So I got an email telling me I’d have a call yesterday at 10 am, a business call. So I set the alarm, showered, brushed my teeth, rinsed with mouthwash, put on black slacks, green shirt, black socks, black blazer, picked up my wallet, keys, watch with fob, grabbed coffee in one of the better mugs and went out on the sundeck to await the call. I noticed the shoes were scuffed and chided myself for not polishing them. Then it dawned on me I had become one of those old retired guys that overdresses to go to McDonalds. Well, they wear ties. So I took off the blazer and drank my coffee and snapped a picture of the view. When the call came the people never noticed my shoes anyway. I suppose I could have posted a picture.
Dick Haymes came up today online. Some friends were discussing their favorite singers of the crooner age, Frank Sinatra and all that, but it was Dick Haymes that got the exchange going. How he replaced Sinatra in Tommy Dorsey’s band, and what a superb singer he was, and how those were different times. And they were. People don’t really sing like that anymore. The jazz singers are much more jazz, everyone else has a lot more blues and rock and soul in there, and it’s all much more syncopated than it was back then. Sometimes in those days a band could play so softly, and a crooner croon so mellow, that you could hear the dancers’ shoes slide on the floor. Then the band would belt it out on some hard swinging number. That we can appreciate now, the wailing swing…but it’s the pianissimo passages that are so alien now. Crooning doesn’t stir the kids today. Nor in my day. Blame it on Elvis. Blame it on Basie. Blame it in the thrill of driving a big powerful automobile really fast. Those were different times. The world was at war, hell bent on self-destruction, and people needed to be crooned to. Dick Haymes was one of those who crooned to them, one of the best.
But Dick Haymes always reminds me of a strange little jazz party in Beverly Hills. Right downtown, in fact, with Rodeo Drive a block away and city hall a few doors down. The apartment–yes, a jazz jam in a Beverly Hills apartment building–was packed with people and instruments, lots of food, too much liquor. Med Flory was there with his alto, and Barry Zweig showed up and played. There was a very dapper elderly gentleman there, a retired network executive right down to his grey suit and perfectly shined shoes, and I wound up sitting next to him. He requested the band play a Dick Haymes tune. Med laughed. Dick Haymes? Who? And he blew a frenzied chorus of Ornithology. The man requested Dick Haymes again. Med ignored him, and there were no singers, anyway, and even if there had been none of them could have sung a Dick Haymes song. So as the band argued over the next tune the old man stood up and sang “Laura”. Just a verse or two. His voice was surprisingly deep and full. But the words escaped him and he looked a little bewildered and sat back down. Then he turned to me and began telling me his Dick Haymes stories. A few minutes later he told me the same stories. Then the same stories again. Alzheimer’s. But I listened each time like I’d never heard them before, because they were good stories–concerts he’d seen in the war days, or after the war, in posh Manhattan clubs, or the times he met him, though sometimes I wasn’t actually sure if he’d met him at all. This went on all night, between blasts of bebop, he’d come up and tell me about Dick Haymes, and each time with a genuine intensity, a youthful ardor that was stirred up after half a century. Dick Haymes is pretty well forgotten now except by swing buffs and music historians. But that day I got a glimpse into the connection he made with his young fans way back in the day. It was vivid, passionate and, like all teenaged fandom, maybe a tad ridiculous. It was unfiltered by mature, adult and slightly cynical wisdom. That’s the thing about Alzheimer’s, it loosens memories from the perspective of time, and that old man was right there at the Palladium again listening to Dick Haymes, seeing him, maybe he was even back there and not in a living room in Beverly Hills, and the orchestra played the arrangements flawlessly and the girls swooned. After a while his son came by to take him home. The old man gave me a firm handshake and looked me right in the eye, though I don’t know if he remembered me, and walked slowly out the door humming “Laura”.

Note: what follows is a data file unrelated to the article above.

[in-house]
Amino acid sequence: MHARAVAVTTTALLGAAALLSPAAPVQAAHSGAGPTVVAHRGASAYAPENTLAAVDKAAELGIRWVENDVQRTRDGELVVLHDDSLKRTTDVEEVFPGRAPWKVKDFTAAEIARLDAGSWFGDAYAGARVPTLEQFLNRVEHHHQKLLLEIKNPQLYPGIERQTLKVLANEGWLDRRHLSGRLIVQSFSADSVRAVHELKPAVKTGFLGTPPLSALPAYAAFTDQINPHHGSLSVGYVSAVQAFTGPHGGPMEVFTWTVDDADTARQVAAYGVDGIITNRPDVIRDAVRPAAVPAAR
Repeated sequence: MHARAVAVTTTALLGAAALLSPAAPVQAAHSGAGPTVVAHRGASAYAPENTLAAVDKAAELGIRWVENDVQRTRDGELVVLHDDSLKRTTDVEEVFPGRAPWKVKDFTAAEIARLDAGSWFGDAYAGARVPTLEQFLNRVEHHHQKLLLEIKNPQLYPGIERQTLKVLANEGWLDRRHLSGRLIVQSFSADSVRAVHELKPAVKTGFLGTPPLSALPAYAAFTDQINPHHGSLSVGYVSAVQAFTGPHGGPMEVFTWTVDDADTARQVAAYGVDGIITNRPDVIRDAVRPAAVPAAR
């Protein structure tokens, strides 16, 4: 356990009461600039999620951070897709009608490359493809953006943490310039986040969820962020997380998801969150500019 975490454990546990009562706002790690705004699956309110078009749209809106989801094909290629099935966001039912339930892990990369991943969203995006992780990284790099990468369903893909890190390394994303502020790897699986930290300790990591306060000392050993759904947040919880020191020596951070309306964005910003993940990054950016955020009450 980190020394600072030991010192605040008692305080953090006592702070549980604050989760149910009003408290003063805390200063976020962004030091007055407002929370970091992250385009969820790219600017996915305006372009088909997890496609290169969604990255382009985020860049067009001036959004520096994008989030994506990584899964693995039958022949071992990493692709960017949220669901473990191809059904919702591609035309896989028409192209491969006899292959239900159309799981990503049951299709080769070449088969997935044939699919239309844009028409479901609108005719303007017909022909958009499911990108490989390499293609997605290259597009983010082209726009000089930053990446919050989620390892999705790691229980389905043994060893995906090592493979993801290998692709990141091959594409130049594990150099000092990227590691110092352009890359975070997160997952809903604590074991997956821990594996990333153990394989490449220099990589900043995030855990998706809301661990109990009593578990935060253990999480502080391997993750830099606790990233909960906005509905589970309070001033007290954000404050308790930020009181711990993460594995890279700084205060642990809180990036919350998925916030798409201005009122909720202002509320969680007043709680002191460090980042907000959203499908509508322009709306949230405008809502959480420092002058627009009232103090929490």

There’s this wonderful old World War Two vet I know, well into his nineties, who I see at clubs and shows all over the place, always dancing. What a nut. I’ve seen him dancing to swing, country, blues, salsa, funk, jazz, western swing and rock. Even reggae. Always has a babe for a partner. Loves to dance, he says. Started dancing to the swing bands. Jitterbugging. All hell was breaking loose over in Europe but he was busy dancing. He was a kid. That’s what you did then, danced. Then came Pearl Harbor and his draft notice. Went through the war without a scratch, somehow, though his unit was mauled a couple times. Some of those Nazis, he said, were fanatics and would fight to the death. It’d be hopeless and they’d keep firing. Friends kept getting killed. Mines going off. Snipers, machine guns, 88’s. He was nearly blown to pieces more than once. The Battle of the Bulge was the worse, he said. They were all freezing cold, and a rifle isn’t particularly useful against a Tiger tank. Thought he’d bought it more than once. On top of all that the Nazis were massacring prisoners. If you were Jewish the last thing you wanted was to surrender to one of those SS bastards. His company had been cut off, and it looked bad, but somehow they managed to rejoin the rest of the battalion. Left a lot of friends there, he said. He saw one blown to smithereens. Should have been him but he had slipped out of the foxhole for chow or to take a leak or something–just before the mortar bullseyed his buddy. Nothing left. Somebody was looking out for you, I said. He laughed. No, just luck. That’s all it ever was, luck. Later, in Germany, all the towns were gone, flattened. The RAF had gotten their revenge. The people were giving up, meekly surrendering. But there were fanatics everywhere. Hitler Youth who kept fighting no matter what. You’d see them later, just kids in baggy grown up uniforms, dead. He kept losing buddies right to the bitter end. Still, he made it and now a zillion years later he dances every chance he gets. A lady comes by and taps him on the shoulder, and they spin slowly, lightly, across the floor.